Programs offered are U-Fit, Yoga, Chair Massages, Nutrition Counseling, Stress & Sleep, Alcohol and Substance Abuse, Sexual Health & Relationships, and information on how to stay healthy.

For additional information visit:

Back to top

What is PEACC and what services do they offer?

PEACC works to end power-based personal violence by utilizing a prevention model that decreases victimization and builds capacity for positive relationships and social interactions. Contact PEACC at 502-852-2663 or Call or Text 24/7 at 502-714-8923. Visit the PEACC web site at:

Back to top

Fit Testing

N95 training is provided through the University’s Bioraft education platform. Using your ULINK ID and password log into Bioraft using the following link: N95 Training for Students-Interns-Residents. Once you have completed the training and quiz log off and your status will be updated in Bioraft. Please call 852-2708 with any questions or problems.

To schedule your fit test, please call the HSC Campus Health Office located in the HCOC building suite 110 at 852-6446 to schedule your fit testing appointment. Please arrive with your N95 training, quiz and medical questionnaire completed.

Information for Students Who are Graduating or Have Graduated

graduate continuity of care continue not a student

In preparation for graduation, you should begin to make plans regarding where you will receive your healthcare once your are no longer a student.   

1.  Following graduation Campus Health Services will continue to see you for up to 3 months after graduation on either a cash basis or billing your insurance.  You are responsible for any copays or deductibles after payment is received from your insurance carrier.  

2. You should schedule an appointment with a community provider as soon as possible preferably before you even graduate.  The waiting time for many primary care providers is 3-6 months for a new appointment. 

3.  Request a copy of a your medical records to send to your new provider by filling out a medical records release with the practice information filled out.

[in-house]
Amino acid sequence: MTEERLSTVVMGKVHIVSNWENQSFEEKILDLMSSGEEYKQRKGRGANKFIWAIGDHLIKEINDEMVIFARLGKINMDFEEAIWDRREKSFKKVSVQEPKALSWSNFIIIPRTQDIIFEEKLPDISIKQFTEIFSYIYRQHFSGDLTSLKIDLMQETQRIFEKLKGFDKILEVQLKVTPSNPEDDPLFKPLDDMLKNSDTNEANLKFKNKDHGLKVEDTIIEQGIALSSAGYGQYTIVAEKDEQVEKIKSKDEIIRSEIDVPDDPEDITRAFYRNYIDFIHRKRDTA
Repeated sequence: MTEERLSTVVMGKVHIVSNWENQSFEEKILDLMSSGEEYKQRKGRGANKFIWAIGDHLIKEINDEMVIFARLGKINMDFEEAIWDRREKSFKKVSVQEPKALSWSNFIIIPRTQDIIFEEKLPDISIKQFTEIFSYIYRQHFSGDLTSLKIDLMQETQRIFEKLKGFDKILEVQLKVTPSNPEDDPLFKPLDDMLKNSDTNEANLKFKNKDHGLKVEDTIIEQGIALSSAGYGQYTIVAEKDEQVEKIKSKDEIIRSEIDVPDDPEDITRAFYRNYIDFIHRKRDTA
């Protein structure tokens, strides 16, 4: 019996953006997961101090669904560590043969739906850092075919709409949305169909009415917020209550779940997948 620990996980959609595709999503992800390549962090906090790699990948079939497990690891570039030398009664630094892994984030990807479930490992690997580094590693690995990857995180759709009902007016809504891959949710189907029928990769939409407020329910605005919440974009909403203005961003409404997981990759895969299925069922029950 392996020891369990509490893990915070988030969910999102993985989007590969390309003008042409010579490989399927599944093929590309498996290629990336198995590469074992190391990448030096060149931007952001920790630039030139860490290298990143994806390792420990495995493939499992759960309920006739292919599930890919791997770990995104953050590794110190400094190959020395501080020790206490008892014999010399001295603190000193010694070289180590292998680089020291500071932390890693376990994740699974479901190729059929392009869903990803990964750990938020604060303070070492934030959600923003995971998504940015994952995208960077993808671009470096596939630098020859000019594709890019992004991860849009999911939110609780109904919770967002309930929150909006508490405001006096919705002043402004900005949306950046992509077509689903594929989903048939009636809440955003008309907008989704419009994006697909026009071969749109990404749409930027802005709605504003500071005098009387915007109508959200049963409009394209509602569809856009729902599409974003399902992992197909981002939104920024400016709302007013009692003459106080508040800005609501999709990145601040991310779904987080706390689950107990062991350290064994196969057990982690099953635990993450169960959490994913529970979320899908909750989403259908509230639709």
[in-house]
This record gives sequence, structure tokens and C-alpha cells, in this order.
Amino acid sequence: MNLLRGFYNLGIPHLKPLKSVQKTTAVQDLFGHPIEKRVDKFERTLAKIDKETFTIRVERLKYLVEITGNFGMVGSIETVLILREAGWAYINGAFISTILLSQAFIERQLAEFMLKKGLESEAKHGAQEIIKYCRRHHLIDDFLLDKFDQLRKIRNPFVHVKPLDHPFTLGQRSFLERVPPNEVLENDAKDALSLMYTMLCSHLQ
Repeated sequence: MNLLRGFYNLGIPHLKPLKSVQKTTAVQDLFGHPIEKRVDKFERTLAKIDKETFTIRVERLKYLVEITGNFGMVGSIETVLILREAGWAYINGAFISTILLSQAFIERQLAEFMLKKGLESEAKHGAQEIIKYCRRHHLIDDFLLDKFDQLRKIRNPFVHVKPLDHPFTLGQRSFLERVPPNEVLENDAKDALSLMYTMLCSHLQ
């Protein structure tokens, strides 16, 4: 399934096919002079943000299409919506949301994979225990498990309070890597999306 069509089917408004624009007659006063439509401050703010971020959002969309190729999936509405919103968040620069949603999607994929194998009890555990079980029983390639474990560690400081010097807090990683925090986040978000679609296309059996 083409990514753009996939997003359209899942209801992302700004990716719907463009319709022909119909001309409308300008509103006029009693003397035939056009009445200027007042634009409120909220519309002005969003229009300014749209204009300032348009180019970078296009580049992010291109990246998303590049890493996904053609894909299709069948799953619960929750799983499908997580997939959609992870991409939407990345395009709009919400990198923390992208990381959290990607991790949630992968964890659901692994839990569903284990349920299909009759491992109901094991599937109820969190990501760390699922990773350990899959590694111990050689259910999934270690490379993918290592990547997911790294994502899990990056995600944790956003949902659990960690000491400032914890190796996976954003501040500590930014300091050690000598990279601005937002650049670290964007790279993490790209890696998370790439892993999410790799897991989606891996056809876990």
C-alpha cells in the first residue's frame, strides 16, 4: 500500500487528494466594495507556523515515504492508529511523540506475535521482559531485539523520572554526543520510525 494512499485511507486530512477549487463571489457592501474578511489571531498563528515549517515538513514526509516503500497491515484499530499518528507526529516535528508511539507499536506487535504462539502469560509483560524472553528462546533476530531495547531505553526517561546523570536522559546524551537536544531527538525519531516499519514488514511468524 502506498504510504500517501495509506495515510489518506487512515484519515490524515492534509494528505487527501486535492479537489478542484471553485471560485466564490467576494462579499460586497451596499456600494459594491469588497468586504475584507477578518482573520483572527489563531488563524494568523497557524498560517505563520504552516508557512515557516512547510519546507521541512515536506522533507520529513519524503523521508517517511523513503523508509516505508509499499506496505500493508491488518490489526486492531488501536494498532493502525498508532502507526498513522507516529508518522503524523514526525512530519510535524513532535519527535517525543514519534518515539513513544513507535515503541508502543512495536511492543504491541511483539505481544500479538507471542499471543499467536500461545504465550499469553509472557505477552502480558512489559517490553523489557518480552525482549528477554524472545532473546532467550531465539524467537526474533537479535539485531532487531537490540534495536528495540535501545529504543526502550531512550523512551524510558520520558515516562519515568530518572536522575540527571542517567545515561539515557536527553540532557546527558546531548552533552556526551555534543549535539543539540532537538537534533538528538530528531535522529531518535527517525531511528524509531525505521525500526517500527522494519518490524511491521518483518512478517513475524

4.  If you are currently covered on the University sponsored student insurance account, please contact the Student Insurance Advocate for  insurance options after your current coverage expires.  The Student Insurance Advocate can be reached at 502-852-6519 or via email    





Self Isolation Guide

What Does it Mean to Self-Isolate?

Self-isolation is a voluntary agreement to remain at home and not to go to work or school, limit your movements outside and monitor your health for 14 days after returning from a high risk country or area. 

How Do I Self-Isolate? 

  1. Stay at home and do not go to class or participate in any campus activities. (The university will work with you to arrange for remote access to classes if appropriate.
  2. Do not go to work. Consider working remotely if that is an option until the monitoring period has ended.
  3. Avoid all non-essential travel around the community and campus.
  4. Avoid crowds, public events, meetings, social activities, or other group activities
  5. You may go shopping for food or take a walk outside but may wish to utilize home deliver services such as Amazon, Grub Hub. 
  6. Do not share utensils, toothbrushes, water bottles, pillows, and avoid shaking hands, kissing, hugging, or other intimate activities. Avoid close contact. (Close contact is defined as closer than a 6-foot distance between you and others.) If you have a roommate, keep the recommended distance apart.
  7. If you must go to a medical appointment, call ahead and make arrangements on how to enter to office in order to reduce your chances of exposing other patients or staff.

How Do You Monitor Your Health? 

You will be asked to monitor your temperature twice a day; ideally in the morning and again in the evening.

Please contact Campus Services if you develop a temperature greater than 100.4 (F), cough or sore throat while in self-isolation at 502-852-6446-or 502-852-6479.  A nurse or physician will be available to speak with you directly when you call.

What If I Become Sick?

If you become ill during self-isolation CALL UofL Campus Health Services at 502-852-6446 or your nearest emergency room before going to any healthcare facility.   This is to protect other patients and ensure that you are in insolation immediately upon arrival.   Remember CALL FIRST!  

If You Must Go Out for Essential Reasons 

  1. Cover your mouth and nose with a tissue when you cough or sneeze
  2. Wash your hands often with soap and water. Use an alcohol-based hand sanitizer that contains at least 60% alcohol if soap and water are not available
  3. Avoid shaking hands
  4. Do not travel 

When Can You Return to Work or School?

If you do not have any symptoms and feel healthy after self-isolating, you can return to your regular duties.   Campus Health Services can provide documentation that you have been cleared to returned to work or school if necessary.